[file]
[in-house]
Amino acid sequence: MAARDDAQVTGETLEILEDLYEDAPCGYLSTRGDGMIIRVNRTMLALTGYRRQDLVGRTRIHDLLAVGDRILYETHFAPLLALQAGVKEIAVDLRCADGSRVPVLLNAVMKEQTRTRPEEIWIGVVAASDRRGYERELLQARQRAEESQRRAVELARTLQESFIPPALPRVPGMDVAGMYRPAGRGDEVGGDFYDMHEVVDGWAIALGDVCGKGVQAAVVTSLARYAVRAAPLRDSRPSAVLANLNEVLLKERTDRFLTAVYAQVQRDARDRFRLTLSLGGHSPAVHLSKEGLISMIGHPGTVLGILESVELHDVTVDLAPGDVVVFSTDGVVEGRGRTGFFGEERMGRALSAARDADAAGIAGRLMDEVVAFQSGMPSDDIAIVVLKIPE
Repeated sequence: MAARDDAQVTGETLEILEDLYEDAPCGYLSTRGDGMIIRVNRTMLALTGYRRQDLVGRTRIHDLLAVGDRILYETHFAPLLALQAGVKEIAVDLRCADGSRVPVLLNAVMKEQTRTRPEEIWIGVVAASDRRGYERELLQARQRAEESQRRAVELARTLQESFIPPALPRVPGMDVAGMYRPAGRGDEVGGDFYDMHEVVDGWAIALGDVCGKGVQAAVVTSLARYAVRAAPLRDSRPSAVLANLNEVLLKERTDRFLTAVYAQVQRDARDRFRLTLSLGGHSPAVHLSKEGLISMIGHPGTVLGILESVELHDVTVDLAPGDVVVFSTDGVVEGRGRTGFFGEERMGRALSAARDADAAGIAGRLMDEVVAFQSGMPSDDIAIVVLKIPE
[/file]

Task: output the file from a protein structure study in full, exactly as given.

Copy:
[in-house]
Amino acid sequence: MAARDDAQVTGETLEILEDLYEDAPCGYLSTRGDGMIIRVNRTMLALTGYRRQDLVGRTRIHDLLAVGDRILYETHFAPLLALQAGVKEIAVDLRCADGSRVPVLLNAVMKEQTRTRPEEIWIGVVAASDRRGYERELLQARQRAEESQRRAVELARTLQESFIPPALPRVPGMDVAGMYRPAGRGDEVGGDFYDMHEVVDGWAIALGDVCGKGVQAAVVTSLARYAVRAAPLRDSRPSAVLANLNEVLLKERTDRFLTAVYAQVQRDARDRFRLTLSLGGHSPAVHLSKEGLISMIGHPGTVLGILESVELHDVTVDLAPGDVVVFSTDGVVEGRGRTGFFGEERMGRALSAARDADAAGIAGRLMDEVVAFQSGMPSDDIAIVVLKIPE
Repeated sequence: MAARDDAQVTGETLEILEDLYEDAPCGYLSTRGDGMIIRVNRTMLALTGYRRQDLVGRTRIHDLLAVGDRILYETHFAPLLALQAGVKEIAVDLRCADGSRVPVLLNAVMKEQTRTRPEEIWIGVVAASDRRGYERELLQARQRAEESQRRAVELARTLQESFIPPALPRVPGMDVAGMYRPAGRGDEVGGDFYDMHEVVDGWAIALGDVCGKGVQAAVVTSLARYAVRAAPLRDSRPSAVLANLNEVLLKERTDRFLTAVYAQVQRDARDRFRLTLSLGGHSPAVHLSKEGLISMIGHPGTVLGILESVELHDVTVDLAPGDVVVFSTDGVVEGRGRTGFFGEERMGRALSAARDADAAGIAGRLMDEVVAFQSGMPSDDIAIVVLKIPE